posted by Matt W on May 29th, 2013

 

While Joe A. would book himself an MRI like he would a massage or a Hawaiian vacation; me, not so much.

I had my first MRI years ago. First, let me give you a little information about myself:

I am not claustrophobic.

Loud noises do not upset me.

The width of my shoulders is currently 26”, and I was 20 years younger and stronger (read wider) then.

I have arms.

Now some particulars about the MRI machine:

It was unbelievably loud, even with the earplugs they gave me,

It was a tube that was no more than 24” in diameter (compare with above).

So, the first thing I remember about this experience is they stopped the machine with my shoulders about to enter the tube and made me roll my shoulders in so I could enter the tube. The second thing I remember is that I wished my arms were detachable. So, I was stuffed into this tube with my shoulders rolled in and my arms awkwardly lying on top of my body, with my hands basically on my crotch. For 40 minutes. Other memories included “why does the noise have to be so loud?” It was like some torture machine. “Thank God I don’t have an itch” and then  for the next 38 minutes convincing myself I truly didn’t itch anywhere because the only place I can scratch is a place I’d rather not have the technicians watch.

I played 18 holes of golf in my head at my favorite golf course, recited the Lord’s prayer (and probably referenced a couple other religions just in case), and made a promise to myself to not eat hotdogs as I knew how they got their shape.

When I asked my father, who had recently had an MRI and  is much thicker through the chest and shoulders than I, he had said “It was fine.” After I had my MRI, I asked him what the heck he was thinking, and he replied ”Would you have really wanted to know that I will never do that again, EVER, before you had to do it?” “I guess not,” was my weak reply.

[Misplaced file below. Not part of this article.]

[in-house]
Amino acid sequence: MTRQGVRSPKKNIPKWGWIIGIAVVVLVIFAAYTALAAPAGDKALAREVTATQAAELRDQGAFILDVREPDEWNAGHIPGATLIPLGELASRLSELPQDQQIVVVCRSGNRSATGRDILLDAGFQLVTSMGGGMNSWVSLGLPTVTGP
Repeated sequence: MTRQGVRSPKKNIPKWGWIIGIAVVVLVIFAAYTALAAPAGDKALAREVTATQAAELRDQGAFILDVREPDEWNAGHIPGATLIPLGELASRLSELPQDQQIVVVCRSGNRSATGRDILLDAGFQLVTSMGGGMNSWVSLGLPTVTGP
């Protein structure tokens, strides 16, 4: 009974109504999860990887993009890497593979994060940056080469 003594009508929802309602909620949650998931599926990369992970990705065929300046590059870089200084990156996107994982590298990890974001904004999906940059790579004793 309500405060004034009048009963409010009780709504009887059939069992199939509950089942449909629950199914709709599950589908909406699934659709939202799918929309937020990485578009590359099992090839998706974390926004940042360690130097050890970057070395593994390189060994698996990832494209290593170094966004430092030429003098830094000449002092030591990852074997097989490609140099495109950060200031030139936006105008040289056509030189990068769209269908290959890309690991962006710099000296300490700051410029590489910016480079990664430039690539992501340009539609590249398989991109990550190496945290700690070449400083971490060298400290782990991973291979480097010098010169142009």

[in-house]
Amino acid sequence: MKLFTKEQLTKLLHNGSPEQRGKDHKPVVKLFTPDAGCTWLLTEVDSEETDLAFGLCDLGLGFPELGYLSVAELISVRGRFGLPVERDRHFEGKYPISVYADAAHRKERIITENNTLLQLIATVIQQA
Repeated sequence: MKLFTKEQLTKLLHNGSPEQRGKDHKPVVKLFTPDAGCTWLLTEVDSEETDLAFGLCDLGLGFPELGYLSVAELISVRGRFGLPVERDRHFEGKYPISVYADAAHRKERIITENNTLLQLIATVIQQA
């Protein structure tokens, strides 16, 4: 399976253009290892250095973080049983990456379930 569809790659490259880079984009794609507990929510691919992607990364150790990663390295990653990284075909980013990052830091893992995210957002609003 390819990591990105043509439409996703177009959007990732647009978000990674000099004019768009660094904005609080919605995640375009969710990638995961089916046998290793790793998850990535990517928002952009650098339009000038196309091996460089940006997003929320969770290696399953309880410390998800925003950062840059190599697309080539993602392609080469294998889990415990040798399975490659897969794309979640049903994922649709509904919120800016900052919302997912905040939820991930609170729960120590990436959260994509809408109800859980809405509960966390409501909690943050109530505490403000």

Later in life, I blew couple of disks in my neck and had to go in again. The first machine I went in was similar to the first… another spectacular experience. The second machine they put me in was a new machine that was open on the side, but actually closer to my face. With this machine, the problem was that with my eyes closed so I didn’t  have to constantly look at the ceiling 2″ above my nose, I would fall asleep and suddenly wake myself up by snoring and move, thereby making the image blurry and pissing off the technicians because they had to start over. After a while, they pretty much talked to me non-stop just to get a clear image. I was in for well over an hour. They really wanted another image right before surgery and I said that wasn’t going to happen.

So, as you can see, there are two sides to the MRI experience. There is the Joe A. (and another .00238% of the MRI going crowd) that thinks it is like having a spa day, and Matt W. (and the other 99.99762% of MRI victims), that think someone really needs to come up with a larger way of getting this information. Note to designers: the CAT scan’s donut size is fine.

I guess I just need to fly to Joe A’s house next time I need to get an MRI and at least watch a little TV.



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